Magulu v Saopa (Civil Cause No. 463 of 2008) (463 of 2008) [2008] MWHC 191 (22 October 2008);

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IN THE HIGH COURT OF M ALAWI

PRINCIPAL REGISTRY

CIVIL CAUSE NO. 463 OF 2001



BETWEEN:


FANWELL BITON MAGULU …………………………. APPLICANT


-and-


HILDA SAOPA……………….………………….......... RESPONDENT


CORAM: Hon. Justice M.L. Kamwambe

Mr Makhalira of counsel for the Applicant

Mr Chayekha of Counsel for the Respondent

Mrs Kamuloni, Official Interpreter



JUDGMENT


Kamwambe J



This is an application for an order of injunction under Order 29/1/5 of the Rules of Supreme Court. The Applicant is seeking from this court that the Defendant be restrained from continuing to take possession of farm land and from employing people to pluck tea from the said farm land.


The brief facts of the case are that about six years ago an uncle to the Applicant sold the land at Namona village, T/A Njema in Mulanje District to the Respondent. The sale was witnessed by the traditional authorities and others. The Respondent started to tend to the land and effect the necessary improvements. She has been selling tea leaves produced from the land to Tea Authorities.


The Applicant claims ownership of the land may be by virtue of the fact that the land belonged to his father. It is alleged that the uncle was a mere caretaker of the land who sold the land without the knowledge of the Applicant. The Respondent has refused to be given back her money by Applicant’s uncle.


The law pertaining to injunctions is that:-


  1. Plaintiff must establish that he has a good arguable claim to the right he seeks to protect.


  1. This is not the time to decide conclusively on the rights of the parties on affidavit evidence. It is enough if the Plaintiff shows that there is a serious question to be tried.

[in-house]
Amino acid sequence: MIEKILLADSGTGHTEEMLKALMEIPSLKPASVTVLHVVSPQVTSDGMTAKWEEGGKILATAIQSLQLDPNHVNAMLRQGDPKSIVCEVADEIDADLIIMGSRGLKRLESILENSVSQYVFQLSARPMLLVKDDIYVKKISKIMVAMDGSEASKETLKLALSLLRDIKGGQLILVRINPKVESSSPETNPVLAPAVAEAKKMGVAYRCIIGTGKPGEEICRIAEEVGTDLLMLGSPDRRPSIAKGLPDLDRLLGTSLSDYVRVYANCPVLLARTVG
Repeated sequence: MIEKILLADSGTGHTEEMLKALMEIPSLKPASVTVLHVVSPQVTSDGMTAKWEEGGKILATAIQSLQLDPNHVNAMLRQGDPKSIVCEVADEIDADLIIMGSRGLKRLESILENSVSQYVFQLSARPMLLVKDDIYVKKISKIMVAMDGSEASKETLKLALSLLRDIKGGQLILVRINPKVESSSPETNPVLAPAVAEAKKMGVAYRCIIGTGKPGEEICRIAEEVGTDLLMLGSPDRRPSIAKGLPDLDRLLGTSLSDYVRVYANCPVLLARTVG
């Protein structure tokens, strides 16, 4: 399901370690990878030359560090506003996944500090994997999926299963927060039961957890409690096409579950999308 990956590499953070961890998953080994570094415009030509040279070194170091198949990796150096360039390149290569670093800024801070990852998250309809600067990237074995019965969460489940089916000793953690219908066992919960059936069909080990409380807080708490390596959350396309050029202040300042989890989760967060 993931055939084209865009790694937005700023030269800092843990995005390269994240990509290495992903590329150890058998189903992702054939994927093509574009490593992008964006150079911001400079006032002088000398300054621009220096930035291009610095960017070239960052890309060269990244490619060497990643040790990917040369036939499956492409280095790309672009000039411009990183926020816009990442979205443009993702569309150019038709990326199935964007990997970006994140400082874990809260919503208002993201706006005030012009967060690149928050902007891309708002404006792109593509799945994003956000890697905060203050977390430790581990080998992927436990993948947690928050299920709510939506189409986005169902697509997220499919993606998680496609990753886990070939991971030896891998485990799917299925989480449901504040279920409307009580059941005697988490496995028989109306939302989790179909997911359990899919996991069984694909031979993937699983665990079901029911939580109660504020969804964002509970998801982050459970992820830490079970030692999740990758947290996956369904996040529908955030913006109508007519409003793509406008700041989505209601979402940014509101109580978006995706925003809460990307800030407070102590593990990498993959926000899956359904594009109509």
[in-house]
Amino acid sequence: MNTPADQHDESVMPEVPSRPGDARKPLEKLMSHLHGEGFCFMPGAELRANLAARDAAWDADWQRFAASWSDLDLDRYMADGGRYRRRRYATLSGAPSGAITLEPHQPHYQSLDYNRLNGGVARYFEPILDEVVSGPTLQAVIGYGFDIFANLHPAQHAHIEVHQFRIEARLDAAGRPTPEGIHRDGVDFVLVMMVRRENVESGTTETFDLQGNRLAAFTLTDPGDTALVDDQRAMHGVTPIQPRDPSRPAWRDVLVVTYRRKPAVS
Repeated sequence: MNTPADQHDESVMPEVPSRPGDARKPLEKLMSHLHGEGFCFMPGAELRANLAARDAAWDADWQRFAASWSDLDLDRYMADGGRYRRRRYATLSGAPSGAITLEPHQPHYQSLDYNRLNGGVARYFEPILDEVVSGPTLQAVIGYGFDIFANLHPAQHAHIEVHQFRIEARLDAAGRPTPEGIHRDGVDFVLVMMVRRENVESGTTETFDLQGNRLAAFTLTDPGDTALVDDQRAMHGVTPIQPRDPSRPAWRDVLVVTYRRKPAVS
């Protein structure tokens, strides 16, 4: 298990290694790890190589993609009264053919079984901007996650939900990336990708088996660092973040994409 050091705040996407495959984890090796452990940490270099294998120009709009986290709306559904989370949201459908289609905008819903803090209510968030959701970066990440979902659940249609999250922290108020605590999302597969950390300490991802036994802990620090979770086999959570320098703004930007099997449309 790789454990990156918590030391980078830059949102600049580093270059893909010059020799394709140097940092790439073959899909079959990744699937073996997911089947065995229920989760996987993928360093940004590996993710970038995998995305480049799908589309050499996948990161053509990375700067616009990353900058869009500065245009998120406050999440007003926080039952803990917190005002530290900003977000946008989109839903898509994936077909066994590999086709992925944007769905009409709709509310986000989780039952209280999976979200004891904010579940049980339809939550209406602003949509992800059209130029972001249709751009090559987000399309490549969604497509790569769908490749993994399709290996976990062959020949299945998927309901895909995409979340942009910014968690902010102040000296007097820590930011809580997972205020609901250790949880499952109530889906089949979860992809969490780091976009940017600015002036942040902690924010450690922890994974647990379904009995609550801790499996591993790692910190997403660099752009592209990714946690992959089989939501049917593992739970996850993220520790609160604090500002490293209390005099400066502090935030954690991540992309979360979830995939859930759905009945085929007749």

1. If the damages would be an adequate remedy then the Court must not grant an order of injunction.


  1. The grant or refusal of an injunction is a matter for exercise of the Court’s discretion on the balance of convenience.

Damages will be said not to be sufficient if the Respondent is unlikely to pay them or if the wrong is irreparable, or outside the scope of pecuniary compensation or if damages be very difficult to assess.


Despite the fact that the Applicant has not shown how he owns the land I think there is an arguable case. The Plaintiff/Applicant is son to the original owner. However, damages in this case would be an adequate remedy if it transpired that the Respondent was in the wrong. But it would not be easy to cause the Respondent to pay damages since he has a good and bona fide right of claim to the land for the time being after he bought the land with the knowledge of local leaders. The person to pay damages if they arose in this case is the uncle who is not a party herein. Definitely if the situation turned otherwise, it would be the same uncle to pay damages to the Respondent who was a bona fide purchaser without notice of the Applicants right. The uncle is not a man of means and not capable of paying damages at any stage.


Since the Respondent is already using the land and taking care of it, in my view it is a lesser evil to maintain the status quo than to disallow her working and tending to the land pending the determination of the substantive action. In view of this I am prompted to dismiss this application with costs. It is so decided.


Made in Chambers this 22nd day of October, 2008 at Chichiri, Blantyre.






M.L. Kamwambe

JUDGE





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Civil Cause No. 463 of 2008 Fanwell Biton Magulu vs Hilda Saopa